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Thursday, March 17, 2011

Lutong Macau (Repost)

Three years ago I wrote in one of my blog sites about Filipino expats in Macau. Here’s a repost of my blog but some parts have already been edited by me:

Macau is considered “The Las Vegas of the East”. As a tourist, it is possible to travel without a visa and stay up to 30 days. The air fare is not expensive once en route via Clark International Airport. But to those Filipinos seeking jobs abroad, Macau is one of the most sought melting pots in Asia. Stories have been heard from Filipinos working in Macau successfully. Just like any countries, among the so-called tourist, some of them have a purpose to find job in Macau.

If a person wants to work legally in Macau, it is important to obtain a blue card from the employers and usually the blue card is renewable every two years. But it is not easy to get a blue card unless a person finds an employer who can volunteer as sponsor that is quite few and hard to find.

There are two sides of the story of Filipinos playing games, but not as a player in the casinos glittering with lights in Macau.The first one belongs to Filipinos who are considered “lucky” and some of them live in a beautiful, clean and decent condo unit and could afford to pay a rent and dine in from a costly restaurant.

The second one belongs to several cases of Filipinos who are trying out to “get lucky” despite of their battle in search of green pastures. Some are looking for work, and some usually have a part time job but it depends on the day when the job is going to be available. These part timers, once they receive the pay from the contractor, they find ways to replicate their income in order to survive.Their income is not stable and is only good enough for paying their food and lodging. Others live in a dirty old condo unit where more than eight people cramping in one small bedroom. They go for a bed space and these are some of the expatriates required to leave after 30 days forced to go either in Hong Kong which takes an hour ferry boat ride or to other places in China used as their exit point. They go back to Macau after several days to reacquire another 30 days pass from the immigration officer.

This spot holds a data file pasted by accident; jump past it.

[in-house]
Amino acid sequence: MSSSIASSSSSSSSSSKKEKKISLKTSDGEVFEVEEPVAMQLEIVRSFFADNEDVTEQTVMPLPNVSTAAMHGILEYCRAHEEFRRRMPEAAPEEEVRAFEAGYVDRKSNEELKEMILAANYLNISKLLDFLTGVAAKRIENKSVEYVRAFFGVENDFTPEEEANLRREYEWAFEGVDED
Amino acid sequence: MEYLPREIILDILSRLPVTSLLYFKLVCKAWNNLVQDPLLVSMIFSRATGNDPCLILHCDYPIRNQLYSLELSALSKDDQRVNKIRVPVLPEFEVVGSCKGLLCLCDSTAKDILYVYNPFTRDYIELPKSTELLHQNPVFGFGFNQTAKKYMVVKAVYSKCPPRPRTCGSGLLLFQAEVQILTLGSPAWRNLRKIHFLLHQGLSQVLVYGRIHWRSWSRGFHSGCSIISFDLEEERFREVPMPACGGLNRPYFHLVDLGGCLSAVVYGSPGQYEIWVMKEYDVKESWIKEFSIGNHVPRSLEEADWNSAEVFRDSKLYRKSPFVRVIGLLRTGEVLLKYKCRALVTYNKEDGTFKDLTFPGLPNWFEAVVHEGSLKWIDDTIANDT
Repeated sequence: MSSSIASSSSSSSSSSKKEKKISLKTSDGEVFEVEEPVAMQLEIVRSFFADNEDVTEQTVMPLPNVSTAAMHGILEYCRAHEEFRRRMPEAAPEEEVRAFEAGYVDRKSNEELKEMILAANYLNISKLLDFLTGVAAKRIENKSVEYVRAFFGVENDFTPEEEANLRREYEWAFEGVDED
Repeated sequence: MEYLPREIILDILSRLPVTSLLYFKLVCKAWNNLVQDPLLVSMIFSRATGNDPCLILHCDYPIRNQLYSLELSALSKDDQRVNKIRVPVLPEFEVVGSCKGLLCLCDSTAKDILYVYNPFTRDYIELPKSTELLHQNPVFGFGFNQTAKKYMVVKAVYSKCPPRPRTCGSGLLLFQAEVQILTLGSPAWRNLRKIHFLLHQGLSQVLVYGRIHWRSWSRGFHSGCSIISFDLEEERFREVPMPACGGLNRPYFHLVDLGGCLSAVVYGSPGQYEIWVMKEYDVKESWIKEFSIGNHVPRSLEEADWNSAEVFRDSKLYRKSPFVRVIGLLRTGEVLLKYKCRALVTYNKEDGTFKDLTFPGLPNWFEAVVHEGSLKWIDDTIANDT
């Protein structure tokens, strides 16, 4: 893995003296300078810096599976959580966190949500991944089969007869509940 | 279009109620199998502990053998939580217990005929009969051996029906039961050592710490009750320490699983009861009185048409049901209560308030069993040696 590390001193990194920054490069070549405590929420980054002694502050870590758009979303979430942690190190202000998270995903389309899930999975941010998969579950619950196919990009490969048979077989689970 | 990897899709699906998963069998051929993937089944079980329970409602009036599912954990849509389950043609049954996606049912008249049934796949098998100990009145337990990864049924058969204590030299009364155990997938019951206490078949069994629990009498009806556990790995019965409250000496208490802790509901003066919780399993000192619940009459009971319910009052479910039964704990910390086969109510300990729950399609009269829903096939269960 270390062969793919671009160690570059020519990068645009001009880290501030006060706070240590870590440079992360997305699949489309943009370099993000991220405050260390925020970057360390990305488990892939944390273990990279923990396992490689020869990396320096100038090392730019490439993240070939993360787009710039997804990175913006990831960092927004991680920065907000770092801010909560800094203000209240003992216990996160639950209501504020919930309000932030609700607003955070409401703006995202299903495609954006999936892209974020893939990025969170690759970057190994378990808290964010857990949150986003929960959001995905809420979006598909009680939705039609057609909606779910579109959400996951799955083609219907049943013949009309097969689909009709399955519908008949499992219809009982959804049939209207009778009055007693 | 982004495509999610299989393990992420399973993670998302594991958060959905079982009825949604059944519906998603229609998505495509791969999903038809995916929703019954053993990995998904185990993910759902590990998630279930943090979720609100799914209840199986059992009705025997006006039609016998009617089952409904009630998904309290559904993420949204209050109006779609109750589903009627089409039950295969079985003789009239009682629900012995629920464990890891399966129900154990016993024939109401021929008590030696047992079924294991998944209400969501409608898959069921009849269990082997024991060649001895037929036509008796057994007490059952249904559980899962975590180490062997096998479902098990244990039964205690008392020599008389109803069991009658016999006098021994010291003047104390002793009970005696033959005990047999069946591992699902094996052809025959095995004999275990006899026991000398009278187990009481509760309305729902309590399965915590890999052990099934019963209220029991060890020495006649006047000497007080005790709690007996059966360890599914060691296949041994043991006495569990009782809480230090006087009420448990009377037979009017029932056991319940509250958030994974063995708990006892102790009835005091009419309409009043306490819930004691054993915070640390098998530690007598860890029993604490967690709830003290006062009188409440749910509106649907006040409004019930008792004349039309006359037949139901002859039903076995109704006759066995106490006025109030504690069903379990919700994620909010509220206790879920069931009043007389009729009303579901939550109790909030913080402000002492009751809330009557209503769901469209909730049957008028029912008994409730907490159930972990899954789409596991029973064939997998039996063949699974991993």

I travelled Macau for the purpose of attending a trade show held at the Venetian Trade Hall dated April 21-23, 2008. The realm lets me introduce some more insights how the industry works more specifically in the ads specialties.

I didn’t get a hotel reservation prior to my flight to Macau. I bumped with a Filipina who suggested and offered me to stay in their “condo unit” in exchange for a better rate instead of staying in a hotel. Inside the premise was dark and rubbishes are scattered in the hall way. The condo unit was small to accommodate more people and they cramp inside in a hot and stinking room. They have a poor condition inside as some of them are still looking for a job to finance their food and lodging.

The next day, I left the “condo unit” and checked in a hotel while waiting for a friend coming from the Philippines, who rents a decent condo where he stayed by himself.

Filipinos in Macau usually hang out in San Malo. One of them who I met is a missionary who sells palabok and toron in San Malo. She said the proceeds usually go to the charity. She revealed that some Filipinos are “nocturnal workers” selling themselves to earn and a “bugaw” who is also a pinoy gets the deal done. She also disclosed that the fee ranges from $50-100 pataca or 300 to 500 pesos.

One Filipina who I met works as guest relation officer in Hong Kong and she was only allowed to stay there for 14 days the reason why she was compelled to leave. But after a few days, she went back to Hong Kong to re-acquire a 14-day visitor’s pass.

A Filipino expatriate said that he often takes his meal once a day in order to save money and he was having a hard time to prolong his savings aimed for his expenditure in the next couple of days until he finds another part time work. He ascribes that he would rather stay in Macau because he couldn’t find a job and one of his few sentiments is that the government couldn’t give him a job in the Philippines. He also confided that there was a case when he slept in the street for one night because there was no money left on his pocket. He was not ashamed to ask for a help if it is deemed necessary.

These are just only a few heart-breaking stories I heard from Filipinos in Macau, but surely there are still more waiting to be spoken and be heard as they want to unravel themselves from poverty in quest of green pastures

Sameera Chathuranga

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